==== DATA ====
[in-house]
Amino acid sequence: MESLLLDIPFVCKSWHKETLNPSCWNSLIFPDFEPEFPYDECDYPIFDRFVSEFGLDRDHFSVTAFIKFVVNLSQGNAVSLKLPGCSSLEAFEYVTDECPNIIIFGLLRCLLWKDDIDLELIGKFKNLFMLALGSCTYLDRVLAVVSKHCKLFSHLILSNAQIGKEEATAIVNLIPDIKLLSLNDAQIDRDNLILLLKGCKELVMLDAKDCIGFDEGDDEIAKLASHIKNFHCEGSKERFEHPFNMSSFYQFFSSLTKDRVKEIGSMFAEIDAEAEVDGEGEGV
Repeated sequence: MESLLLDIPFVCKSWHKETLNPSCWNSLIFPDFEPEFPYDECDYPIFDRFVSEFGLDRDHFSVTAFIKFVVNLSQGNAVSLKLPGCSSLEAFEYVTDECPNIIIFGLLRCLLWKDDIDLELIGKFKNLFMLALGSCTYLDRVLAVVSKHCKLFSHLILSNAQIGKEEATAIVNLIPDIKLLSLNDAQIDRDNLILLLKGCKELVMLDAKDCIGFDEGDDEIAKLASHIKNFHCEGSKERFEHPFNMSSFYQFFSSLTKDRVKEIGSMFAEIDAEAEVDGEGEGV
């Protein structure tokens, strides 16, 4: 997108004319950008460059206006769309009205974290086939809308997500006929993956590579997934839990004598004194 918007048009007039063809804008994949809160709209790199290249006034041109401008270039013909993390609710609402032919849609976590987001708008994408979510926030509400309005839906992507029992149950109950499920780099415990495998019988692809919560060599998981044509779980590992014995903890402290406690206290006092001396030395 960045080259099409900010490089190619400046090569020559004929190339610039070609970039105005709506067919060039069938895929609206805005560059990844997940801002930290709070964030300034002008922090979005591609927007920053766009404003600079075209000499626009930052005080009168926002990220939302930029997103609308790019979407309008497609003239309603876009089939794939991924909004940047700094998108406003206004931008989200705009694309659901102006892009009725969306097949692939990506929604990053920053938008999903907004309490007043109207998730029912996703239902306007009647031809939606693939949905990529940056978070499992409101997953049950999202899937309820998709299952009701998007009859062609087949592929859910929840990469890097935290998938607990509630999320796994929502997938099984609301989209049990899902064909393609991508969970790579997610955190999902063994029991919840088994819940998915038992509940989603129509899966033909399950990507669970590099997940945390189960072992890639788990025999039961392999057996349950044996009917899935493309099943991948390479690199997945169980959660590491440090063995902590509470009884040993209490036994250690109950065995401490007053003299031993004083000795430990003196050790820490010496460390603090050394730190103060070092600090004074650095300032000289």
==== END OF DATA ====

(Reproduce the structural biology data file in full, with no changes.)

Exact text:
[in-house]
Amino acid sequence: MESLLLDIPFVCKSWHKETLNPSCWNSLIFPDFEPEFPYDECDYPIFDRFVSEFGLDRDHFSVTAFIKFVVNLSQGNAVSLKLPGCSSLEAFEYVTDECPNIIIFGLLRCLLWKDDIDLELIGKFKNLFMLALGSCTYLDRVLAVVSKHCKLFSHLILSNAQIGKEEATAIVNLIPDIKLLSLNDAQIDRDNLILLLKGCKELVMLDAKDCIGFDEGDDEIAKLASHIKNFHCEGSKERFEHPFNMSSFYQFFSSLTKDRVKEIGSMFAEIDAEAEVDGEGEGV
Repeated sequence: MESLLLDIPFVCKSWHKETLNPSCWNSLIFPDFEPEFPYDECDYPIFDRFVSEFGLDRDHFSVTAFIKFVVNLSQGNAVSLKLPGCSSLEAFEYVTDECPNIIIFGLLRCLLWKDDIDLELIGKFKNLFMLALGSCTYLDRVLAVVSKHCKLFSHLILSNAQIGKEEATAIVNLIPDIKLLSLNDAQIDRDNLILLLKGCKELVMLDAKDCIGFDEGDDEIAKLASHIKNFHCEGSKERFEHPFNMSSFYQFFSSLTKDRVKEIGSMFAEIDAEAEVDGEGEGV
């Protein structure tokens, strides 16, 4: 997108004319950008460059206006769309009205974290086939809308997500006929993956590579997934839990004598004194 918007048009007039063809804008994949809160709209790199290249006034041109401008270039013909993390609710609402032919849609976590987001708008994408979510926030509400309005839906992507029992149950109950499920780099415990495998019988692809919560060599998981044509779980590992014995903890402290406690206290006092001396030395 960045080259099409900010490089190619400046090569020559004929190339610039070609970039105005709506067919060039069938895929609206805005560059990844997940801002930290709070964030300034002008922090979005591609927007920053766009404003600079075209000499626009930052005080009168926002990220939302930029997103609308790019979407309008497609003239309603876009089939794939991924909004940047700094998108406003206004931008989200705009694309659901102006892009009725969306097949692939990506929604990053920053938008999903907004309490007043109207998730029912996703239902306007009647031809939606693939949905990529940056978070499992409101997953049950999202899937309820998709299952009701998007009859062609087949592929859910929840990469890097935290998938607990509630999320796994929502997938099984609301989209049990899902064909393609991508969970790579997610955190999902063994029991919840088994819940998915038992509940989603129509899966033909399950990507669970590099997940945390189960072992890639788990025999039961392999057996349950044996009917899935493309099943991948390479690199997945169980959660590491440090063995902590509470009884040993209490036994250690109950065995401490007053003299031993004083000795430990003196050790820490010496460390603090050394730190103060070092600090004074650095300032000289």